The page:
Notes on the 2000 Fiji Coup
For personal reasons, I was not in a position to write much about Fiji's tumultuous year 2000, but I did track the early days of George Speight's attempted coup in a weblog until I went travelling at the beginning of July. The Fiji-related entries are collected below; note that many of the links to news articles have expired. For a more detailed analysis over a longer period, you may like to see my father's writings on the subject.
Saturday, May 20, 2000
Almost 13 years to the day after the first one, there has been another coup in Fiji. This is a subject close to my heart, and prompted a long and somewhat tangential personal response, which you can find at First Reactions to News of Another Coup in Fiji.
Awful to read of the chaos this has caused—it sounds worse than the day of the 1987 coup. Back then, no one could quite believe it was happening. Today, they just want out. Apart from the looters and malcontents.
And all this over a mahogany contract. Would you buy a used country from this man?
Hmm: absolutely nothing on their site about the coup as of 3.15 a.m. EST, whereas the SMH has 8 full pages. I know which paper I'll be buying tomorrow.
Monday, May 22, 2000
President Ratu Sir Kamisese Mara's refusal to talk to Speight until the hostages are released is admirable. If he maintains his resolve, it should go a long way to ensuring Speight's failure. Former Prime Minister Sitiveni Rabuka, though, seems to have undone several years of cultivating a multiracialist image in one stroke.
The waste of it all; a desperate man taking a whole country down with him. Whatever the outcome, there's no way a small economy like Fiji's, with tourism its number one revenue earner, can shrug off the impact of such events.
Tuesday, May 23, 2000
A good weblog with more links to current Fiji news than I've been able to manage. Events seem to be coming to a head there... all eyes are on the Great Council of Chiefs, which is meeting right now.
Things aren't looking too good in Suva today.
Wednesday, May 24, 2000
So it actually is a military coup after all.
Given that the Great Council of Chiefs has now come out against it, the situation could turn very ugly indeed. Defence of the chiefly system is a major element of Fijian military ideology—indeed, it largely drove the 1987 coup. Now that one part of the military is challenging that ideology, the repercussions could be grim.
The 1987 coup was about much more than race: it was about the defence of a system of traditional authority that was believed to define the Fijian people. In the years since, some Fijians have questioned whether their chiefs adequately represent their aspirations in a fast-changing world. That questioning attitude is sustaining those who are supporting Speight to the extent of defying their chiefs.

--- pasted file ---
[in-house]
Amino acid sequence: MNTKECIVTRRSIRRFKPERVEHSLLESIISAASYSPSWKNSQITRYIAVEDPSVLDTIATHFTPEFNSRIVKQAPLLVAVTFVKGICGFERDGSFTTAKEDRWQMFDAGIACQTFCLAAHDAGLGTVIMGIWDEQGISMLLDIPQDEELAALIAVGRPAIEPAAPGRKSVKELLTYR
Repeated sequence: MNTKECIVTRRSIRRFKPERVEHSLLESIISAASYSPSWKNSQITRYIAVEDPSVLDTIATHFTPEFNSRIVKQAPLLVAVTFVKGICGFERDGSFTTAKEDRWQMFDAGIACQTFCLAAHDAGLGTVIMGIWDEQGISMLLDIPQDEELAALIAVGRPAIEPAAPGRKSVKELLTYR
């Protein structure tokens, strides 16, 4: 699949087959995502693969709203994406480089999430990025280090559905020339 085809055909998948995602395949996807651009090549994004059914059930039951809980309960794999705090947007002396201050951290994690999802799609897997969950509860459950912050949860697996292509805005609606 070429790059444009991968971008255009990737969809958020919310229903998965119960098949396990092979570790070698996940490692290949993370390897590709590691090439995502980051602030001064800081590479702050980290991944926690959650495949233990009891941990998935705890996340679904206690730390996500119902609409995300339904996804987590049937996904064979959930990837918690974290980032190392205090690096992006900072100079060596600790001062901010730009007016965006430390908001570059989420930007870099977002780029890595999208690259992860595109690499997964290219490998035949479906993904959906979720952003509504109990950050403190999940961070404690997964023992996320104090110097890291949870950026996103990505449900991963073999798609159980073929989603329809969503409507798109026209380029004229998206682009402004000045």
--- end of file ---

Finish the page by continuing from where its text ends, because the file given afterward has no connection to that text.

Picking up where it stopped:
But once the rationale of defending the chiefly system is removed from the picture, what remains? Only the promotion of one race over another. This coup, if it succeeds (and there is still a chance it will not), will be far more racist in its intent and outcome than the 1987 coup was (although that was bad enough). That is a tragedy for Fiji and the region.
One can only hope that Speight and his backers fail.
Saturday, May 27, 2000
I've avoided the subject of Fiji in this weblog for a few days because it's too depressing for words. It looks like my worst fears of Wednesday are being played out.
Speight has said that he and his supporters know that there will be 'heavy consequences' for their actions, such as trade bans, freezes on foreign aid, and sport sanctions, and that they're prepared for this because the end results matter to them...
... which kind of misses the point that the three quarters of a million other people living in Fiji haven't been asked whether they wanted their country turned into an international pariah and economic basket-case, destroying their own chances for personal prosperity and well-being for many years to come. (Well of course they weren't asked. That would involve some sort of democratic ballot. Can't have any of those.)
Monday, May 29, 2000
Suva is now under military rule. Thanks to a 48-hour curfew, Fijilive is no longer updating. Australians and Americans have been advised to leave the country, or at least Suva. Coup figure-head George Speight has threatened to murder President Mara's daughter if there is any attempt by the military (the non-Speight faction, one assumes) to free the hostages.
It is painful to watch all this. In 1993 I interviewed about thirty political figures in Fiji, many of whose names you will have seen in the various news reports of this whole affair. Some of them are currently inside the parliamentary compound with Speight, as either his sidekicks or his hostages.